Community Engagement Photography and Videography

Lily Reese
Emphasis Area
Game Studies

Lily Reese utilized her experience in photography to intern as a teaching assistant, photographer, and documentarian for community based Applied Humanities projects.

How did you get your internship? 

My internship sort of landed on my doorstep about a week before the fall semester started, but was also a direct result of my previous work in another Applied Humanities class. I was contacted by my (now) mentor, Dr. Jacqueline Barrios, about applying for her LitLabs internship. I had been in her PAH 200 Introduction to Applied Humanities class last semester, which just so happened to be centered around photography as a tool for research. I have been a hobbyist photographer for the last few years, so that class really got my creative juices flowing again. I got to be a part of the ¡Fiesta Fotográfica! event that was hosted at the El Pueblo Neighborhood Center in the spring and got to showcase my photography to a wide range of people. That class and culminating event is what led to Dr. Barrios reaching out to me in hopes of working with me both as a Teaching Assistant and as a documentarian/photographer. 

What kind of work did you do throughout your internship experience? 

My role in this internship was twofold. Firstly, I was one of two Teaching Assistants for PAH 200 this semester. My primary goal was to act as an additional support for the students as they made their way through the class and created their final projects. My second role in this internship was as a documentarian/photographer. This semester, PAH 200 partnered with Contra Tiempo, an activist dance theater company, and worked closely with our guest artist Ruby Morales. She came into our class several times, two of which involved sessions in one of the dance studios on campus. These were what I photographed for PAH 200, focusing on the movement and energy. I took inspiration from Hazel Larsen Archer, who we studied last semester, and did nothing to crop or edit my images afterwards, a far departure from my usual style. Beyond PAH 200, I also attended and documented several events from the College of Humanities, primarily those featuring Favianna Rodriguez. These were exceptionally fun, especially as I got to make some really cool art beyond my photographs. 

What was your favorite or most satisfying part of your internship?

My favorite part of my internship was a bit of a surprise to me. As a part of my internship, I was required to present my work to the class. As an extension of this, I created an assignment for the class based around the concept of environmental justice, connecting it to Favianna Rodriguez’s “Desert Symphony” art installation at the University’s Poetry Center. I decided to design and lead a nature walk across campus, having students do a “scavenger hunt” of sorts to document the world around them. I did research on the Campus Arboretum website and mapped out a path from the Poetry Center to the President’s Pond, meandering around campus to a few other nature-centric locations on campus. In the end, the walk took almost 45 minutes, during which I acted as a bit of a tour guide and pointed out interesting plants and important locations throughout our walk. I was really unsure how this would go over with the students, especially as it was an 8AM class, but I found that everyone was really into it. While the entire class did not share their photographs, a lot of students did. I got to see how my photography influenced theirs, as well as get to share some of the students’ photos back to the class. In a bit of a full circle moment, one of the students credited my nature walk as being inspiration for part of her final project.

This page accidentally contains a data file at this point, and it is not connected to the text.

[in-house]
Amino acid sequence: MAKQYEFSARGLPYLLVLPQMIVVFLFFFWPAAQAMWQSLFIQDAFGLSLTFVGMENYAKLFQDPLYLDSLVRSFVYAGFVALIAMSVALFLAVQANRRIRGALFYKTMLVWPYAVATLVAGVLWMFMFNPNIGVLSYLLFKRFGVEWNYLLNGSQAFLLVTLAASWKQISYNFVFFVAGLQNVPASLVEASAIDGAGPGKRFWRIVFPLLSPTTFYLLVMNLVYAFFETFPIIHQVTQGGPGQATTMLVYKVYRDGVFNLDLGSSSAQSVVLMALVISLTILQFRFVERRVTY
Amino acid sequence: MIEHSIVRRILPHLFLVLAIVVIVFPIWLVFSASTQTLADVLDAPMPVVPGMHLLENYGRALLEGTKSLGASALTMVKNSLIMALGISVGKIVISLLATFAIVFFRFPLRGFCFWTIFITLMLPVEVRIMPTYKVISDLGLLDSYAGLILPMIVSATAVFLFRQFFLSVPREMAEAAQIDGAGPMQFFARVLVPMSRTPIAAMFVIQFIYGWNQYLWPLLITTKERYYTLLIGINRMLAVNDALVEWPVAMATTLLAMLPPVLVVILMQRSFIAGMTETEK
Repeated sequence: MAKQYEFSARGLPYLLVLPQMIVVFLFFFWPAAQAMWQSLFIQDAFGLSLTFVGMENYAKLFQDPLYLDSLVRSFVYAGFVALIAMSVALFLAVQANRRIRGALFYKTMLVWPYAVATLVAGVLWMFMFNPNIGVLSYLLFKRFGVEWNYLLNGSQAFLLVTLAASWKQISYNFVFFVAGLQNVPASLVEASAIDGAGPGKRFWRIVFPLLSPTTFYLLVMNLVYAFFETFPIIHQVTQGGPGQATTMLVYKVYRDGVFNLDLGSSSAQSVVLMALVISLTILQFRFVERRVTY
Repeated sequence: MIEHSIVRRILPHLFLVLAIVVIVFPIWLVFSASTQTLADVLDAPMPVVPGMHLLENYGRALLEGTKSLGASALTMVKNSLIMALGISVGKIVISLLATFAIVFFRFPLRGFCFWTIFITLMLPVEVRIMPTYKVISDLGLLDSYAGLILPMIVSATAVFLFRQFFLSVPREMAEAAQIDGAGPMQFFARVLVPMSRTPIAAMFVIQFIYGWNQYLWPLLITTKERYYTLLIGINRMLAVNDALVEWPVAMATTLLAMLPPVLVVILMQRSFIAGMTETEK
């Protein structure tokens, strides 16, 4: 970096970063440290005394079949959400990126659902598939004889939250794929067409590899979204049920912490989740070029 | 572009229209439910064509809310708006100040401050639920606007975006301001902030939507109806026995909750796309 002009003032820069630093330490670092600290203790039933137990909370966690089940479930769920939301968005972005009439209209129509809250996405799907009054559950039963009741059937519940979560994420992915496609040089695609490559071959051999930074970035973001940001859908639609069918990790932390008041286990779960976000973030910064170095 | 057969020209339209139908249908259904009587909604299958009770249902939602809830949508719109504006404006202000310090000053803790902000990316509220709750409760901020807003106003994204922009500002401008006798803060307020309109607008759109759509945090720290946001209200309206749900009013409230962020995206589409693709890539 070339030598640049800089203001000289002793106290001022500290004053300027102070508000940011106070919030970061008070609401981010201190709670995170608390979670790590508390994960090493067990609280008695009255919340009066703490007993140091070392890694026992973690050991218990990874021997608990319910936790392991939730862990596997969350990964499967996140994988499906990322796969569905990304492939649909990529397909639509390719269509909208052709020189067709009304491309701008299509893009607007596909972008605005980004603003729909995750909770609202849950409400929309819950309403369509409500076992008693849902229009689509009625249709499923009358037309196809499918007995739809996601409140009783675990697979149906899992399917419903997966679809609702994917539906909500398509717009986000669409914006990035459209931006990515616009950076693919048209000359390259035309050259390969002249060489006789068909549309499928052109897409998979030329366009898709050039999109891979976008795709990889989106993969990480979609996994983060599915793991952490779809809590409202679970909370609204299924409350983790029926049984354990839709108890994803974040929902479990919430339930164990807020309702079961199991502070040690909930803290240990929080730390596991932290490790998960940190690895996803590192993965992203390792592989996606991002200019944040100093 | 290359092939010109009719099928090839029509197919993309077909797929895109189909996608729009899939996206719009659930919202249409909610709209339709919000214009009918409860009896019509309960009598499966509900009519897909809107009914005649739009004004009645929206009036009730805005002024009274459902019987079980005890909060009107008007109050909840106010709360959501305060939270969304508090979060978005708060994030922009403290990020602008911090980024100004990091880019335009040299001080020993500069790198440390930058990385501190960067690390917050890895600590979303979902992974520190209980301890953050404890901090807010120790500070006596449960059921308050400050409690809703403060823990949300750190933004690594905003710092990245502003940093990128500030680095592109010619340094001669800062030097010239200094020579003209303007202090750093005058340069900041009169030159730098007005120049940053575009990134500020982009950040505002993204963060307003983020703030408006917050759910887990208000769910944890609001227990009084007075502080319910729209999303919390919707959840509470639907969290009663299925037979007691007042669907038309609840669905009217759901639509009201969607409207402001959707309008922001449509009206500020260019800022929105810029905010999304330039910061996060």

What new skills did you develop in this internship? 

I think one of the biggest skills that I developed during this internship was time management. I had a lot to balance this semester, both in and out of school. In all honesty, it was probably more than I was really capable of balancing at once. I had to make some sacrifices, both in my work and in my personal life. It was strange having to prioritize things differently than I had before, but I feel like I did a good job doing what needed to get done. This semester really taught me the value of experiences over grades. As much as your GPA is important, networking and getting to develop your skills can be so much more valuable. 

How has your internship experience influenced your plans for your future? 

I have never had much of a solid idea of my future plans, but this internship has pushed me towards a few more solid ideas. Prior to the last semester, I had lost a lot of my creative spark for photography. Getting to work with the El Pueblo Neighborhood Center in both PAH 200 and my internship gave me something meaningful to work on and has pushed me towards pursuing photography further as a possible career. I have even declared my minor in Studio Art in order to further pursue photographic opportunities.